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The Computer Contradictionary

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Ascertain the meaning before consulting this dictionary, warns the author of this collection of deliberately satirical misdefinitions. New computer cultures and their jargons have burgeoned since this book's progenitor, The Devil's DP Dictionary, was published in 1981. This updated version of Stan Kelly-Bootle's romp through the data processing lexicon is a response to the Ascertain the meaning before consulting this dictionary, warns the author of this collection of deliberately satirical misdefinitions. New computer cultures and their jargons have burgeoned since this book's progenitor, The Devil's DP Dictionary, was published in 1981. This updated version of Stan Kelly-Bootle's romp through the data processing lexicon is a response to the Unix pandemic that has swept academia and government, to the endlessly hyped panaceas offered to the MIS, and to the PC explosion that has brought computer terminology to a hugely bewildered, lay audience.' The original dictionary, a pastiche of Ambrose Bierce's famous work, parried chiefly the mainframe and mini-folklore of the 1950s, 1960s and 1970s. This revision adds over 550 new entries and enhances many of the original definitions. Key targets are a host of new follies crying out for cynical lexicography including: the GUI-Phooey iconoclasts, object orienteering and the piping of BLObs down the Clinton-Gore InfoPike.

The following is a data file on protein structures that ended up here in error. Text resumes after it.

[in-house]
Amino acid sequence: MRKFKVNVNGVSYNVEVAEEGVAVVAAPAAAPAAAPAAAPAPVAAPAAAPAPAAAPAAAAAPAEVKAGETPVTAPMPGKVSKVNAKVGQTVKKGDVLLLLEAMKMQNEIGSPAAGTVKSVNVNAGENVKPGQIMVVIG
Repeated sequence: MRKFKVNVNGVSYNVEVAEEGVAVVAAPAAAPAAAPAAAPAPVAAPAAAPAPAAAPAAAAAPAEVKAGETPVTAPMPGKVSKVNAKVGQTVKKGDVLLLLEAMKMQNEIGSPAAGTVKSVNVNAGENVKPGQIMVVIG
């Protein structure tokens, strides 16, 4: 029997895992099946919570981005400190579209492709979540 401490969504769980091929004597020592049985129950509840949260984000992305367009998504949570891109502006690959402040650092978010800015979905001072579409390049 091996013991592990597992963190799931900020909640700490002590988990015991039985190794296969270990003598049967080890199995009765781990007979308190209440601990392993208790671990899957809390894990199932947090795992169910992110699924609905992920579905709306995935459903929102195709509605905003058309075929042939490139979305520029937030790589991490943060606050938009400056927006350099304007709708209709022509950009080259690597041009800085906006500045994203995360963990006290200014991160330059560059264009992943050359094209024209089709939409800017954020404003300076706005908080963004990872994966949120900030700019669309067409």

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Ascertain the meaning before consulting this dictionary, warns the author of this collection of deliberately satirical misdefinitions. New computer cultures and their jargons have burgeoned since this book's progenitor, The Devil's DP Dictionary, was published in 1981. This updated version of Stan Kelly-Bootle's romp through the data processing lexicon is a response to the Ascertain the meaning before consulting this dictionary, warns the author of this collection of deliberately satirical misdefinitions. New computer cultures and their jargons have burgeoned since this book's progenitor, The Devil's DP Dictionary, was published in 1981. This updated version of Stan Kelly-Bootle's romp through the data processing lexicon is a response to the Unix pandemic that has swept academia and government, to the endlessly hyped panaceas offered to the MIS, and to the PC explosion that has brought computer terminology to a hugely bewildered, lay audience.' The original dictionary, a pastiche of Ambrose Bierce's famous work, parried chiefly the mainframe and mini-folklore of the 1950s, 1960s and 1970s. This revision adds over 550 new entries and enhances many of the original definitions. Key targets are a host of new follies crying out for cynical lexicography including: the GUI-Phooey iconoclasts, object orienteering and the piping of BLObs down the Clinton-Gore InfoPike.

35 review for The Computer Contradictionary

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